Sacred Space on Maui’s Kaanapali Beach

Sacred Space on Maui's Kaanapali Beach

My days at Kaanapali Beach in West Maui are soothing as salt water rushes over my skin. I calm my mind with each paced breath I take during snorkel sessions. In my mind I murmur humuhumu, as the locals do, when I see humuhumunukunukuapua’a swim below me. This is the official state fish of Hawaii, a brightly colored character that’s easy to identify for its geometric patterns. It’s a triggerfish, and the Hawaiian translation of that beautiful gargantuan word is “triggerfish with a snout like a pig.” As I glide in the water, I spot humuhumu, yellow tang, trumpetfish, and Moorish Idol, all distinctive in their coloring and shape.

In no way am I a fish expert. I’ve come to recognize these local critters through visits to Maui Ocean Center, which is so much more than an aquarium. This local oceanography center has incredible tropical reefs to explore, and their educational programming isn’t just for kids. Each time I visit, I am in awe as I linger over the feeding sessions, as divers swim below the surface and glide past sharks and rays in a harmonious ballet, all visible to me on the other side of the glass. I’m able to fully appreciate my own shallow dives with snorkel gear thanks to these visits.

Just above where I snorkel, teenagers and adventure seekers take a different approach to enjoying these same waters. Alongside my favorite snorkel spot is Black Rock, a hefty formation of lava rock jetting out from Kaanapali’s sugar-sand beach. The brave swim out into the water beyond snorkelers, climb up the pointed landscape, take a deep breath, and leap or cannonball into the depths below. This rocky cliff is where Chief Kahekili demonstrated skill in lele kawa, cliff diving, as he earned respect and regard from other warriors on the island.

From sampling regional cuisine and celebrating the bounty of this island, to melting into a relaxed state of being and making eye contact with sea life, I am at peace here on Kaanapali Beach.

Visitors casually test their own skills throughout the day, but all these years later an honorary tradition continues with a nightly cliff diving ceremony performed by skilled local divers. First, modern day warriors run through the landscape to light tiki torches. Then visitors witness a diver climb to the top of Black Rock to make a graceful entry into the sea below. It’s a tradition that’s been reenacted for years, and one I always look forward to seeing on each visit.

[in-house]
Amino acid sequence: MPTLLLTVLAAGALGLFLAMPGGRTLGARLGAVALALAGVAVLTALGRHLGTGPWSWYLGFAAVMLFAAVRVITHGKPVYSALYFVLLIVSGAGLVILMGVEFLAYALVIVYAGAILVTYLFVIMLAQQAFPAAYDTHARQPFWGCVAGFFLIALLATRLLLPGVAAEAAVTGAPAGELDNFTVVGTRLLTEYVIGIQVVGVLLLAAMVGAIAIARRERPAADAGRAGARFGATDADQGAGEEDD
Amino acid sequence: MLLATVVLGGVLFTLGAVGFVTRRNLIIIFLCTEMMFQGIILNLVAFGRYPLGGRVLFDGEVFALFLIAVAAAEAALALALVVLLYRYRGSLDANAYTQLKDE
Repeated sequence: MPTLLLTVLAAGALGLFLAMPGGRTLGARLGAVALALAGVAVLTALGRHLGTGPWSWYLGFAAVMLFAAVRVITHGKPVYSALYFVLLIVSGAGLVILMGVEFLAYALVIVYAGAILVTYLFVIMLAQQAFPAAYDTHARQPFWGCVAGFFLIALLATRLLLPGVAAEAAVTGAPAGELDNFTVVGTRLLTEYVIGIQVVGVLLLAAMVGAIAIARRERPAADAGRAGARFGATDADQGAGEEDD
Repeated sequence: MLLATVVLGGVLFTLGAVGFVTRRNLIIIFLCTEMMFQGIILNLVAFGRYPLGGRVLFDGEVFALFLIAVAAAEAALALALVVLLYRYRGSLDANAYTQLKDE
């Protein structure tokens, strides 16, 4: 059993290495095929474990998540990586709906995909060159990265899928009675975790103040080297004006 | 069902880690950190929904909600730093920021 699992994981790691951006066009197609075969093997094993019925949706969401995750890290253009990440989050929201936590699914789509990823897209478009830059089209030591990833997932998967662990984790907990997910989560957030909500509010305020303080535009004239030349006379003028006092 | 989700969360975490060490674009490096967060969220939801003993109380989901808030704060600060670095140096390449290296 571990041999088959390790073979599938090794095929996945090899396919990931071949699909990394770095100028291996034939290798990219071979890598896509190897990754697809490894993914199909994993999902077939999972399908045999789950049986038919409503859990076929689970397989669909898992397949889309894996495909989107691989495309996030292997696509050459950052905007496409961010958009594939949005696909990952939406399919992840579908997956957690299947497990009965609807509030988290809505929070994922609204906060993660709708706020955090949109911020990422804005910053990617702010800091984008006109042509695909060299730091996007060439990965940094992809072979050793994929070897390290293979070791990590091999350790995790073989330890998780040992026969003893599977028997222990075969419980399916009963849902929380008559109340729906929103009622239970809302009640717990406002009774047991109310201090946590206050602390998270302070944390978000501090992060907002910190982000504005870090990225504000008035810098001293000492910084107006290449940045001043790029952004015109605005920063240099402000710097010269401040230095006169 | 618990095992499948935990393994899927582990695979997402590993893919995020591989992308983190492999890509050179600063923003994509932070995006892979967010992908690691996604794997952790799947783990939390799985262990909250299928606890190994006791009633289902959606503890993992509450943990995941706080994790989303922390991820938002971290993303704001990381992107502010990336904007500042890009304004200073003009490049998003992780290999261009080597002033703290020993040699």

From its development as a native community, lauded by Hawaiian royalty as an ideal retreat, through years of plantation harvesting, and now as a popular vacation destination, Kaanapali Beach is rich in history. On this particular trip, as in the past, I took a stroll along the Kaanapali Historical Trail, a free historical walking tour, to visit ten lava rock monuments detailing the area’s history. This is where I see taro plants noting the long history of agriculture on the island. Considered sacred, taro has sizable leaves in the shape of hearts, and poi is made from its underground plant stem. Taro is a Hawaiian staple, yet visitors most often encounter poi—sort of like a pale purple mashed root vegetable—at luau dinners. I’ve also dined on taro hummus with taro chips at local eateries, eager as I am to sample regional foods.

Each day during my retreat on Maui I savor local fish dishes at restaurants dedicated to serving long-line caught fresh fish. I not only want to try these distinct flavors—of Monchong, Mahi-Mahi, and Ono—but also want to support the local fisherman intent on sustainable practices. Eateries are sprinkled all along Kaanapali Beach, and I take turns sampling what each resident chef has on offer. I try Mahi with a macadamia nut crust, topped with crab and served with coconut sesame rice and just the perfect hint of pineapple. I dig into pan-seared Hawaiian snapper served with creamy coconut grits and a punch of citrus. I linger over Monchong fish encrusted in parmesan with a lemon-caper reduction, served alongside fresh local veggies. I pay attention at these eateries, recognizing their commitment to serving produce from local Maui farms and keeping the island’s agricultural traditions alive and thriving.

So much of my time in Kaanapali is about retracing history and connecting tradition with the present. From sampling regional cuisine and celebrating the bounty of this island, to melting into a relaxed state of being and making eye contact with sea life, I am at peace here. My pace is slowed, my mind is clearer, and my senses tune in to the stunning landscape of what Hawaiian royalty knew all along: this place is sacred.

About Lori A. May

AvatarLori A. May is a Seattle-based journalist with travel writing published in Canadian Traveller, Explore, Food Wine Travel Magazine, Time Out, and elsewhere. She’s an MFA instructor in the University of King’s College-Halifax creative writing program, and the author of several books. Lori travels far and wide with a soft spot for palm trees and ocean breezes.

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